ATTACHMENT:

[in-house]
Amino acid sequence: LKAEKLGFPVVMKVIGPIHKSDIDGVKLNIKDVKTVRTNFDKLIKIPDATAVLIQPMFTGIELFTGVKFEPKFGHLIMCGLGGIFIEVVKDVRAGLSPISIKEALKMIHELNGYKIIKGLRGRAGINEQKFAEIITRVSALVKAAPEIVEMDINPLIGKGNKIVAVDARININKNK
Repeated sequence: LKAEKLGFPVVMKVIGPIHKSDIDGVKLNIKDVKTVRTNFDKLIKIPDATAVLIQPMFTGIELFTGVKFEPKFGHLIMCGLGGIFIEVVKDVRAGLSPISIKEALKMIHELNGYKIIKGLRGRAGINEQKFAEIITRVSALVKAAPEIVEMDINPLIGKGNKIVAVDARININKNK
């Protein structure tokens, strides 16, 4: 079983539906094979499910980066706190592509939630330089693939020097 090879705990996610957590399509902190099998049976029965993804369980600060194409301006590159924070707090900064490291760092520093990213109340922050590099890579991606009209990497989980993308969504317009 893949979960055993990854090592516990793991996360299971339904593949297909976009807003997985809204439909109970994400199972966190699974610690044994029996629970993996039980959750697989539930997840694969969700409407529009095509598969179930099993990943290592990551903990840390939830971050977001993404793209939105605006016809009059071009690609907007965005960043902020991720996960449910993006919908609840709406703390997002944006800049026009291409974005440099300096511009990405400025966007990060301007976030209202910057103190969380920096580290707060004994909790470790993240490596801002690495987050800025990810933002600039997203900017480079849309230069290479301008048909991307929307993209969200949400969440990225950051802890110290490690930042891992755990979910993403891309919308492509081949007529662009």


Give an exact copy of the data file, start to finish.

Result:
[in-house]
Amino acid sequence: LKAEKLGFPVVMKVIGPIHKSDIDGVKLNIKDVKTVRTNFDKLIKIPDATAVLIQPMFTGIELFTGVKFEPKFGHLIMCGLGGIFIEVVKDVRAGLSPISIKEALKMIHELNGYKIIKGLRGRAGINEQKFAEIITRVSALVKAAPEIVEMDINPLIGKGNKIVAVDARININKNK
Repeated sequence: LKAEKLGFPVVMKVIGPIHKSDIDGVKLNIKDVKTVRTNFDKLIKIPDATAVLIQPMFTGIELFTGVKFEPKFGHLIMCGLGGIFIEVVKDVRAGLSPISIKEALKMIHELNGYKIIKGLRGRAGINEQKFAEIITRVSALVKAAPEIVEMDINPLIGKGNKIVAVDARININKNK
């Protein structure tokens, strides 16, 4: 079983539906094979499910980066706190592509939630330089693939020097 090879705990996610957590399509902190099998049976029965993804369980600060194409301006590159924070707090900064490291760092520093990213109340922050590099890579991606009209990497989980993308969504317009 893949979960055993990854090592516990793991996360299971339904593949297909976009807003997985809204439909109970994400199972966190699974610690044994029996629970993996039980959750697989539930997840694969969700409407529009095509598969179930099993990943290592990551903990840390939830971050977001993404793209939105605006016809009059071009690609907007965005960043902020991720996960449910993006919908609840709406703390997002944006800049026009291409974005440099300096511009990405400025966007990060301007976030209202910057103190969380920096580290707060004994909790470790993240490596801002690495987050800025990810933002600039997203900017480079849309230069290479301008048909991307929307993209969200949400969440990225950051802890110290490690930042891992755990979910993403891309919308492509081949007529662009």